Then came chemotherapy treatments. I drove her an hour each way to a vet oncologist. I was playing the odds again – if the chemo knocked out whatever remained of the cancer in her body, she’d have a fighting chance to survive a few more years. So, every three weeks for the next few months, I drove her for the injections. They’d make her a little nauseous and curb her appetite for a couple of days, but thankfully she didn’t have worse side effects like puking all over my house.
They cleared her & I’d bring her in for chest x-rays every few months, since if the cancer mestastisized, it’d turn up in her lungs. And at that point, there’s nothing that can be done.
Last January, it turned up in her lungs. The doctor estimated four to eight months.
No symptoms at first, really, for a couple of months. You’d never know she was sick.
Then I’d notice her sighing sometimes after a lot of activity. The tumors would grow, produce fluid and deny her lung capacity over time. And it was beginning.
Then she’d have little coughing fits, which became more frequent. Each time she got a little worse, she’d plateau for a while.
By April, the coughing fits were more frequent. She’d shrug them off and go about her business. I’d fret and worry about her.
And then I saw how she was losing weight and her appetite was slowly decreasing.
Another belly rub one day revealed a new lump, this time on the other side. This stuff is aggressive, to say the least.
I’d arranged for a vet service to come to my house and euthanize her when the time was right. I wanted her to simply go to sleep in her own home, with me right next to her – and not in some cold vet office after being put in the dreaded carrier and dreaded car. So I was down to figuring out the timing of it all – too soon meant depriving her of the pampering I thought she deserved after basically getting half her
natural lifespan cut off by the cancer – and too late meant she’d be suffering. I did NOT want that.
Towards the end, her behavior patterns didn’t change, but her ability to physically follow through with them did. She’d wake me at 5 and follow me into the kitchen, but she’d only sniff at her food and hardly eat. She’d sit by her toys and want to play, but she’d have to sit down and swat at them a couple of times before stopping and contemplating her conquest. Her breathing grew more rapid. Normal cat breathing is 20-30 breaths a minute. She was up to 50, and you could see her forcing the breaths. I could only imagine the abdominal aches if it were me in the same state.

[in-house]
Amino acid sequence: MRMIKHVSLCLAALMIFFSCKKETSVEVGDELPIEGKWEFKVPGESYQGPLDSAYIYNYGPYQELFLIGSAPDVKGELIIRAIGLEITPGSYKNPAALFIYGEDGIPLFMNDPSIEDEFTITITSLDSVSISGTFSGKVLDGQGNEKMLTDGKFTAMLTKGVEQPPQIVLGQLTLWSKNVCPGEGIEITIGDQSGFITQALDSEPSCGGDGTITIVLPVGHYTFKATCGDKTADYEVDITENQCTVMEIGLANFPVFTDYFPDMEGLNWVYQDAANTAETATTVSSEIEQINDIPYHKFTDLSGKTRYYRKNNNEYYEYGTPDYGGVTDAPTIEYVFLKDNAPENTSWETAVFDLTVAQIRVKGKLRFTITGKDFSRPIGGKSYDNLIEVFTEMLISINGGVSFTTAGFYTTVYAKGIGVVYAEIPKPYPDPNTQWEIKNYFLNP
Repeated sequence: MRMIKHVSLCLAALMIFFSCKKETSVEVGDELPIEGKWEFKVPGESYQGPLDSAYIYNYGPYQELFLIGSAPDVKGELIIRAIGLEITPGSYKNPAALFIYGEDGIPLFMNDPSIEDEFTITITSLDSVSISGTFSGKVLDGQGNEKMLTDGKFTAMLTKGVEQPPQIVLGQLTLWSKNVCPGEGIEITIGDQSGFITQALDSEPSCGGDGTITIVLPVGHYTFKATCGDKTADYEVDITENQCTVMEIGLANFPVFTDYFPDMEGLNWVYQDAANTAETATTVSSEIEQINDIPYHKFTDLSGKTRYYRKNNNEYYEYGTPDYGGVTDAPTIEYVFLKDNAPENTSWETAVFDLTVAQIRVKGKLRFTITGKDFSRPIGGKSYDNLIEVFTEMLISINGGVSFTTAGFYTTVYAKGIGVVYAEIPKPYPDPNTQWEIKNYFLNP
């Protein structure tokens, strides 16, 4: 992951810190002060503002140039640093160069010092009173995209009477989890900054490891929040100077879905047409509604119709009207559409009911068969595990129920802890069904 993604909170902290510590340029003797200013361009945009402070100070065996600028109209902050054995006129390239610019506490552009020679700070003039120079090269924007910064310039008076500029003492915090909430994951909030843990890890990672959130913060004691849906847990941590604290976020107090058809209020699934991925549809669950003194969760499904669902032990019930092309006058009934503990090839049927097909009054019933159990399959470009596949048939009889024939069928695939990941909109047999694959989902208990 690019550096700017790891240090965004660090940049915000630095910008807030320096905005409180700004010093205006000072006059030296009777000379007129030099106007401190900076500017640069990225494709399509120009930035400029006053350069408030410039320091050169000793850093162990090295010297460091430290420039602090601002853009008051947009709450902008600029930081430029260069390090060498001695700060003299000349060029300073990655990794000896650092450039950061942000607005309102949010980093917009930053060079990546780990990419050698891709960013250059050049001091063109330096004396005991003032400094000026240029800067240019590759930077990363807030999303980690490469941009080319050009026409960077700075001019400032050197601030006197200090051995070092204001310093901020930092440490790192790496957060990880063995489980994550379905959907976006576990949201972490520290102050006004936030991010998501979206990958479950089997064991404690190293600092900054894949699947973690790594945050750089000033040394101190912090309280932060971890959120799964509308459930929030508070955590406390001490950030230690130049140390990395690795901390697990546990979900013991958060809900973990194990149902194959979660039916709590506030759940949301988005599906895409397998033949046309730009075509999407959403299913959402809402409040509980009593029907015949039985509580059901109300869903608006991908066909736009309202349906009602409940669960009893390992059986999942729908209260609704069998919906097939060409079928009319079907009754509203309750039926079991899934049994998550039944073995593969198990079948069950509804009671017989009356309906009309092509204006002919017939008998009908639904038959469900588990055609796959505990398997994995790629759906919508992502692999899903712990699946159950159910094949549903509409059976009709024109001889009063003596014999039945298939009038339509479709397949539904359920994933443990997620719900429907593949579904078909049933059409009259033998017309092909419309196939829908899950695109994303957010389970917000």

Her appetite dropped in the last few days to barely a tablespoon of wet food a day. I wasn’t going to let her starve herself and grow even weaker, so I called the vet.
They gave her a skin injection of some morphine/valium cocktail. She may have meowed a good “WHAT THE FUCK???” at the needle, but within 5 minutes, she was out of it. She was totally passed out. But I knew she was still sensory aware, so I petted her, belly rubbed her, and kept her comfy while the doc inserted the catheter with the general anaesthetic. Within a second, the cat was out. I hope it was like the stuff they gave me once when I got to 98 counting backwards from 99 before falling immediately into a lovely dream sleep. The euthanasia drug followed. Within another second or two, her breathing and heart stopped. She’d just gone to sleep in her own house with her dutiful slave by her side. She was gone.
And I’ll miss her.
The house already feels bigger and lonelier without her here. I just wanted to stay home all the time with her, just hanging out. She’d sit with me while I watched movies or sports, always want to know what I was cooking even if she didn’t beg any from my plate, and I think she was as mystified by my behaviors as I was with hers. But I could always tell how she felt about me by the way she’d beam her eyes at me whenever she was content, sitting somewhere and feeling safe.
She’d play hard-to-get pretty often. I’d call her, or try to get her sit in my lap or follow me to bed at night, and she’d just sit and stare. And if I went the full-Rhett Butler on her and picked her up with a “You’re not turning me out tonight, Scarlett!” and carried her to wherever, she’d go the full Scarlett O’Hara and purr her ass off at the attention. Cats may be mysterious, but they’re also predictable in ways.
I don’t plan on getting another cat right away. I think I need a break for a while, especially after the last stressful cancer year. I suppose on the plus side, I’ll go out more. Maybe without the need for a cat sitter, I can travel and visit places and people. I’ll probably get out of the house more and socialize with people a lot more than I have in the past several years.
And I’m sure that all that human contact will convince me more than ever to get another cat and never leave my house again.